Wednesday, July 14, 2010

The Pace of Nature: Pre-race Thoughts on the Tahoe Rim Trail 100

Adopt the pace of nature: her secret is patience. - Ralph Waldo Emerson

Walking into the yoga studio at the Tahoe Yoga and Wellness Center is like walking into a room full of calm. The empty room feels slightly warm with leftover energy from the previous class. Bare feet connect softly with the smoothness of the bamboo floor, and yoga mats are quietly rolled out toward the center of the room. This is my favorite part of cross training, and an essential part of my taper. My yin yoga practice is the savasana (final meditation pose) to my season of training.

In Monday’s class I was struck by a number of comments from the instructor. These are the same remarks, more or less, that he makes in every class, but this time they seemed to me to hold a sharp relevance to the act of running a hundred miles.

In yin practice, the postures are very passive and held for several minutes at a time. Thus, it takes special effort to contain the mind, to keep it from wandering, to stay present. My teacher spoke of the freedom of presence. It struck me as odd at first that something so challenging—staying present—could hold freedom, until I realized that staying present simply means letting go of everything else—all the other cares, worries and responsibilities that are outside the current moment. That freedom was something I also found in the last, painful miles of my previous 100 mile run at TRT. It was a fearful way to discover how to appreciate the moment, which I’m certain is what made it so rewarding.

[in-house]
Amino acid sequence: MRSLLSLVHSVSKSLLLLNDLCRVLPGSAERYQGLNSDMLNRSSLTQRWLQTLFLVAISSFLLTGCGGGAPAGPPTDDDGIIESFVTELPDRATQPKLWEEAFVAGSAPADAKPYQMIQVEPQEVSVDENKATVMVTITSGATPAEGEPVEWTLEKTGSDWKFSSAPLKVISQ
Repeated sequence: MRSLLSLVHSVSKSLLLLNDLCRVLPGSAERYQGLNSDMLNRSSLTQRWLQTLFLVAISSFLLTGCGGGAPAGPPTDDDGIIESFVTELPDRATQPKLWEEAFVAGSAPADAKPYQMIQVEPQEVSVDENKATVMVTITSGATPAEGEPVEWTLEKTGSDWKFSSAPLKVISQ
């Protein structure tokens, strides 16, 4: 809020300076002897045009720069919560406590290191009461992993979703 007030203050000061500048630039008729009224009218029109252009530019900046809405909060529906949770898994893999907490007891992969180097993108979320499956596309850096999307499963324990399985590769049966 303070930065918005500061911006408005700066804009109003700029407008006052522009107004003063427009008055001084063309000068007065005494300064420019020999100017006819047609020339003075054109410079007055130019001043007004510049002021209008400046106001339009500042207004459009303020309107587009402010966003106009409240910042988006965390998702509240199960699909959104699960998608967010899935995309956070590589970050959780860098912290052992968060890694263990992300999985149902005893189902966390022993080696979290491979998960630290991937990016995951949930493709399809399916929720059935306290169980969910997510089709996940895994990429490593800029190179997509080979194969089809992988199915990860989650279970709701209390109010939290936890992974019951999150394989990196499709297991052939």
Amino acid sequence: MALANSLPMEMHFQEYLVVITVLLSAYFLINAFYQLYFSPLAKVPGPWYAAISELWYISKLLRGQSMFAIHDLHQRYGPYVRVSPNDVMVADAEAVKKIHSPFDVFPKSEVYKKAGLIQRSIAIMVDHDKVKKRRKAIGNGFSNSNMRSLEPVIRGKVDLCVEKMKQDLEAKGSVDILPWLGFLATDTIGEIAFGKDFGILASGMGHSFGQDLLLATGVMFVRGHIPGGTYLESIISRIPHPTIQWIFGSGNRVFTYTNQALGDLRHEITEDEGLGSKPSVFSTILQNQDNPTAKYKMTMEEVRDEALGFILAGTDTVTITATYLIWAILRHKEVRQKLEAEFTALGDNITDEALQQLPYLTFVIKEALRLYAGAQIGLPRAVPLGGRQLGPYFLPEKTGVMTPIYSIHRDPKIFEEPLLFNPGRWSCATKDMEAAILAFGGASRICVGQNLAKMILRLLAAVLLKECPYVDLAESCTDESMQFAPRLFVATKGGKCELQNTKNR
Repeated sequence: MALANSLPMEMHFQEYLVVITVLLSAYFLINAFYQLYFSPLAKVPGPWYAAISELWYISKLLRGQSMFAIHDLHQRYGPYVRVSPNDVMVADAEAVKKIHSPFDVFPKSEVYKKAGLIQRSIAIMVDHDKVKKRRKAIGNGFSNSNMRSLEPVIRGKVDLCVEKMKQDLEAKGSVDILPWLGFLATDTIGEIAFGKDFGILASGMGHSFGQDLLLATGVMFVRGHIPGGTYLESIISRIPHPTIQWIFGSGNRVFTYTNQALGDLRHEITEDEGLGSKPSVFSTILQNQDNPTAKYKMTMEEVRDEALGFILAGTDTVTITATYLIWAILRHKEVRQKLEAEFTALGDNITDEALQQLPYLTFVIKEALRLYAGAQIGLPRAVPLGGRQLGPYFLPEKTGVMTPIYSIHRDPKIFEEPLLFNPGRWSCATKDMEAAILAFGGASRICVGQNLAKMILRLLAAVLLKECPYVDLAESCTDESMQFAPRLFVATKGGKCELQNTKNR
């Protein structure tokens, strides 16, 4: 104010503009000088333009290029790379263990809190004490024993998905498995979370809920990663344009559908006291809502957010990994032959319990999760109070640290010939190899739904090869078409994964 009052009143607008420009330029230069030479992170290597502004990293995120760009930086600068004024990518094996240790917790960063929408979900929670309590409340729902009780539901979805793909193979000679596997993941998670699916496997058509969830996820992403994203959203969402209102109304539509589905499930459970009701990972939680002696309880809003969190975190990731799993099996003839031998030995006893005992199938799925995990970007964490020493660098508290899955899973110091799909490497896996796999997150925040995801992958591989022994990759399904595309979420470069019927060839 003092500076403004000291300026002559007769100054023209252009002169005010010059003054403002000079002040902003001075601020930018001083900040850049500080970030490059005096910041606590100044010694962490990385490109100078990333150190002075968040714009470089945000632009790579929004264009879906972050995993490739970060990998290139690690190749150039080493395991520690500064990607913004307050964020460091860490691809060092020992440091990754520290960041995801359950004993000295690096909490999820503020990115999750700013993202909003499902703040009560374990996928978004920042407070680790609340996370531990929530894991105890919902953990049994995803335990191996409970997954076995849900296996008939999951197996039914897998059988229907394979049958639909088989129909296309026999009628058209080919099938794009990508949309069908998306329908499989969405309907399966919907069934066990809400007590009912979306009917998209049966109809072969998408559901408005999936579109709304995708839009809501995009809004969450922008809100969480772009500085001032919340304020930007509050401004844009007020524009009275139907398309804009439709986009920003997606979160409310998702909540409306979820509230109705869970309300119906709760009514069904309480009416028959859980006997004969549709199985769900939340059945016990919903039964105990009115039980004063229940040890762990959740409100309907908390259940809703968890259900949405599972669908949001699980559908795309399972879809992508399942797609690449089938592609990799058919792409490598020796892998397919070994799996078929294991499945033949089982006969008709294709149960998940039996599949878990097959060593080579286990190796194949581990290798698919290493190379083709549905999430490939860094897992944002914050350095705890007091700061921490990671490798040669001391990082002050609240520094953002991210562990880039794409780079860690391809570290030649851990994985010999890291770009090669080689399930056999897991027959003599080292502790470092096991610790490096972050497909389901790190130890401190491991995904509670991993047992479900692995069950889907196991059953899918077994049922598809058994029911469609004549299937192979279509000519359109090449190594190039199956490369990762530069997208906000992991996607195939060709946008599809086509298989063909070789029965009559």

He also spoke of having acceptance, no judgment, and of simply acknowledging what is there and allowing it to be. These may not sound like important ideas for running, but I think they are critical to dealing with things like pain and fear—things I’m certain to encounter when running a hundred miles.

Last month, when I came crashing down on my ankle and everything else subsequently crashed down around me, I spent the long limp home doing some serious thinking. I thought about what was really important in my life, and asked myself what were the things I wanted most desperately. It turned out, running a bad-ass 100-miler wasn’t even on the list. It was a good dose of healthy perspective.

Sometimes though, it feels like the only thought on my brain for the past six months has been what will happen this Saturday. I realize this is in large part because it is much easier for me to focus my thoughts and actions on an attainable goal rather than on the more difficult questions of life.

So, as Saturday approaches, I am still asking myself what I want out of this experience. Why am I going to this race? Is it for a challenge? A sense of accomplishment? Always, I hold this sense within me of needing, wanting, pushing for something more. Something. Sometimes I think I know what that something is, and other times that’s the whole point—to figure it out. At least running is one something that I know how to do.